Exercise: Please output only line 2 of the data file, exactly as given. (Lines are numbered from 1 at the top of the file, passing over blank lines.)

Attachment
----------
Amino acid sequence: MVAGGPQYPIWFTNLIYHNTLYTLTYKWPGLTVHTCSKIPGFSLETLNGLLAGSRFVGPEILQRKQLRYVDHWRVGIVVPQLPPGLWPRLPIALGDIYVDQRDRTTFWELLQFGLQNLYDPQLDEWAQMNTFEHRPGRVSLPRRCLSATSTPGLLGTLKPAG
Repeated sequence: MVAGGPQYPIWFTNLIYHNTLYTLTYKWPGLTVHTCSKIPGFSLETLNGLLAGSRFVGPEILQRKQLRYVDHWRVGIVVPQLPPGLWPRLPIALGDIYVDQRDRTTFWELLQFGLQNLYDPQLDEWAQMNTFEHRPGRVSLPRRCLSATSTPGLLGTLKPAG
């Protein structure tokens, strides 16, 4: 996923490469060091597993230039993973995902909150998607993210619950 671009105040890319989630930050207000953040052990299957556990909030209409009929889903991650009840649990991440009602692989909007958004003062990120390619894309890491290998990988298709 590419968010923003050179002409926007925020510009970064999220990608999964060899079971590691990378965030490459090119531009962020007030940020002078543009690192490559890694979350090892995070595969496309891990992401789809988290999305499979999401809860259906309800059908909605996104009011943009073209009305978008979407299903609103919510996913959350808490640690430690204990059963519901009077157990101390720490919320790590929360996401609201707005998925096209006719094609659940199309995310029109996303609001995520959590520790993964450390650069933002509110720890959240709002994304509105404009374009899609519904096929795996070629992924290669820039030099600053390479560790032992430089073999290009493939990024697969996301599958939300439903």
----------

Repeated sequence: MVAGGPQYPIWFTNLIYHNTLYTLTYKWPGLTVHTCSKIPGFSLETLNGLLAGSRFVGPEILQRKQLRYVDHWRVGIVVPQLPPGLWPRLPIALGDIYVDQRDRTTFWELLQFGLQNLYDPQLDEWAQMNTFEHRPGRVSLPRRCLSATSTPGLLGTLKPAG